It’s about being in the action more than being in the studio.
The Inside Out Project has big aspirations.
Yeah. I mean it’s definitely about reaching places that I have never reached. It’s about discovering stories and images from all around the world. And the street becomes the reality and the website is just reflecting that reality. And it it’s a much stronger statement to actually say ‘I put my photo in the streets and I stand for it,’ then just to say, ‘I like this on Facebook’ or whatever. That’s a different step.I’m curious to see what will happen. It’s an experimentation like any art project I do. Every place I went to in the past was new. We just went there and tried. Inside Out is exactly that. And we can say to everyone, we’re printing for all of you, whoever you are, even if you don’t have money, we still can send you a poster. So whatever’s going to happen, we’re looking forward to it.
What’s the hardest part of your job?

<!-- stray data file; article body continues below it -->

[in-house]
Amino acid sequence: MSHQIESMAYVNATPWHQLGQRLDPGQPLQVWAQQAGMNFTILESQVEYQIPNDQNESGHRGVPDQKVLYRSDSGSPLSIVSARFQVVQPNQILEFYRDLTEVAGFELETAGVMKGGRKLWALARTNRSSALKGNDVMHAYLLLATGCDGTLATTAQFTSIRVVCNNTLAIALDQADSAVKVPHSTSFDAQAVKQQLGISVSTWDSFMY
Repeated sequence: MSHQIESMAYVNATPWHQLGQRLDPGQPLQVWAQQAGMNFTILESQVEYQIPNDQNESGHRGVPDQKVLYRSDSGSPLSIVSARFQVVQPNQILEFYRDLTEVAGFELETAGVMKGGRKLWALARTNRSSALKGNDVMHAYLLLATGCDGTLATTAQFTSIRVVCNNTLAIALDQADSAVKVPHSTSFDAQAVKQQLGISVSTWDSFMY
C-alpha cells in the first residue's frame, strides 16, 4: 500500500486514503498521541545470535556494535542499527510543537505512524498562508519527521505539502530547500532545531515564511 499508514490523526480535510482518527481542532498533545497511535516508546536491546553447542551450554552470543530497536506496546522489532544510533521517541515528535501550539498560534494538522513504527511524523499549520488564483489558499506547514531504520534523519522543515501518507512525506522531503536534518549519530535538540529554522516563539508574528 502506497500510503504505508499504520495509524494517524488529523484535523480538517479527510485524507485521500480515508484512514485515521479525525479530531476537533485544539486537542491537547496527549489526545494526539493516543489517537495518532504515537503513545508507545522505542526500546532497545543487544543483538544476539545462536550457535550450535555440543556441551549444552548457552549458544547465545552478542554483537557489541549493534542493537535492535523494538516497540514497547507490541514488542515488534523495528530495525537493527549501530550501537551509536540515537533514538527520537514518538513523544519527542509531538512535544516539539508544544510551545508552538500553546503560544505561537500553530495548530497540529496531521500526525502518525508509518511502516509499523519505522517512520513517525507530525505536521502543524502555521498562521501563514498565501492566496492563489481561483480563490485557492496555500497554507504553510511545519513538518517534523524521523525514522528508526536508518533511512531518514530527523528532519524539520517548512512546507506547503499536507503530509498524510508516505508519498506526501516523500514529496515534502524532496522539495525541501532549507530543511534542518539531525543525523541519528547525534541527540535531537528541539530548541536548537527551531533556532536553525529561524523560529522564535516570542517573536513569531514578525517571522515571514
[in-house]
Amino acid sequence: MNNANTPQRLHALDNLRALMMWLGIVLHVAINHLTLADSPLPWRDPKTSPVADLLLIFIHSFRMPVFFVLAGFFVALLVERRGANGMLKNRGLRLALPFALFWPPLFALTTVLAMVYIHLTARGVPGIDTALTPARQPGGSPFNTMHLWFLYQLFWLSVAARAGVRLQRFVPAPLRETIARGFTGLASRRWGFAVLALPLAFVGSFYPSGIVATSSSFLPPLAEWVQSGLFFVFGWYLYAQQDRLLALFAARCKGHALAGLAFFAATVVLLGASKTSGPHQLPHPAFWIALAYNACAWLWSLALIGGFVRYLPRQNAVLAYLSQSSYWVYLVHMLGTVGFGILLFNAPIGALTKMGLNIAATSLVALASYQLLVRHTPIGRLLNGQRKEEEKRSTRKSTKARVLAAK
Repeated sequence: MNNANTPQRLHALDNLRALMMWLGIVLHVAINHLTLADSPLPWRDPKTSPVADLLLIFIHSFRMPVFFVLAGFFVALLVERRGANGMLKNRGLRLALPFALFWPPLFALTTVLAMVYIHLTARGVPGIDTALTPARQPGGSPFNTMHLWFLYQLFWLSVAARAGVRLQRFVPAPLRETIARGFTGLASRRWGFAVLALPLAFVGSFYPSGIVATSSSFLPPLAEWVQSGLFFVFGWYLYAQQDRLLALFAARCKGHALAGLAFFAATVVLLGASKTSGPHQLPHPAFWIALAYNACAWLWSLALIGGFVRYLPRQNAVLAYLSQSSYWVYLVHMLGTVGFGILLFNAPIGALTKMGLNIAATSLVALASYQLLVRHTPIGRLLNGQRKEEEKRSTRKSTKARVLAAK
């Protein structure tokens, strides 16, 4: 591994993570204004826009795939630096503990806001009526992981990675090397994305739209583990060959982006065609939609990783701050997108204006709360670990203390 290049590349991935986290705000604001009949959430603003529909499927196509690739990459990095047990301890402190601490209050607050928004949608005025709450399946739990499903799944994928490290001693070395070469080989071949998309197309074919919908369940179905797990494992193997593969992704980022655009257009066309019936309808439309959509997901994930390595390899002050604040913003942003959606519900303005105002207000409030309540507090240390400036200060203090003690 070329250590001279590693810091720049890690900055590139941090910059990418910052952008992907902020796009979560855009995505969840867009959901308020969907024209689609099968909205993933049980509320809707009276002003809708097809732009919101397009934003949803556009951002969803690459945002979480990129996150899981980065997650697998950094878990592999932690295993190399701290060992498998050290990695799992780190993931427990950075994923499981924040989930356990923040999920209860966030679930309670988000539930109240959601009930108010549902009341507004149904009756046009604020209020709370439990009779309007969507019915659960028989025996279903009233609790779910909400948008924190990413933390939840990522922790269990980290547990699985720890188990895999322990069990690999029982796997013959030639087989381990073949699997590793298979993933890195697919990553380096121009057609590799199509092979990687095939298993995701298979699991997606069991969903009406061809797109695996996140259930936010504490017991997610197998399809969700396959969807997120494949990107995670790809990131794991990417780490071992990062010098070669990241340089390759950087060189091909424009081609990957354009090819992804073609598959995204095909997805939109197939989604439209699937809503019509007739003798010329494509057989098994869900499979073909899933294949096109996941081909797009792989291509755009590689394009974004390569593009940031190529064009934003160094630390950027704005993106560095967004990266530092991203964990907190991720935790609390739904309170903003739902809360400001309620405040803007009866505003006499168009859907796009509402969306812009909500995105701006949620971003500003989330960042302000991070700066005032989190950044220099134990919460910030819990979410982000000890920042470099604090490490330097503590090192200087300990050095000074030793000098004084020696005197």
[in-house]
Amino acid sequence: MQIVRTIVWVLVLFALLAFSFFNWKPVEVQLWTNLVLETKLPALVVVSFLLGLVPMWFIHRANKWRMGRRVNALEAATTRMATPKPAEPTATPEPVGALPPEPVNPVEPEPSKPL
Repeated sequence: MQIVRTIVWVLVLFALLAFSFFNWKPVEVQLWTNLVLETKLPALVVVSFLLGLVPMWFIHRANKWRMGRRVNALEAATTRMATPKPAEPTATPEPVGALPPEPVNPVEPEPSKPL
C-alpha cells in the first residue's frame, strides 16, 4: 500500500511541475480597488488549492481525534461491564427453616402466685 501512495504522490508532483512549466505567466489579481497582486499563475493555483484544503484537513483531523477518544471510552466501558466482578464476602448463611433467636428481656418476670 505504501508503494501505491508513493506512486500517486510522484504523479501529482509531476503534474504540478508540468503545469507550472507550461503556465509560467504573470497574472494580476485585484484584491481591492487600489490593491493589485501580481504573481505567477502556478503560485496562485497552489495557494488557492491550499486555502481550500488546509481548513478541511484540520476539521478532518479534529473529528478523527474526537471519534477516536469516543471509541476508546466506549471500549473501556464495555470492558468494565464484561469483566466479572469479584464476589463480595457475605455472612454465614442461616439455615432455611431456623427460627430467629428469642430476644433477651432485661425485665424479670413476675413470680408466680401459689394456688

I realize that more and more people think that it is walking in Liberia, walking in the Favelas, that is the hardest thing. But I think that actually it’s deciding to go there. Deciding to make that step is much harder because you’re here, in your daily life and you’re like ‘Let’s wait until, I don’t know.’ And you wait for a sign. But sometimes there’s no sign, and you need to push yourself and go into those places. Now I’m more into jumping into something and then reacting to it. That’s the beauty of art: you got no real plan so you just respond to one thing or another, and just do it from there.
Submit your own portrait and story at INSIDEOUTPROJECT.net.
More about Ariston Anderson
For over 10 years, Ariston has been covering all things culture: art, film, fashion, travel, and music. She is a leading identifier of current trends, a sought-out speaker, and a frequent contributor to numerous blogs focusing on art, entertainment, and luxury. She is an expert in digital strategy and marketing.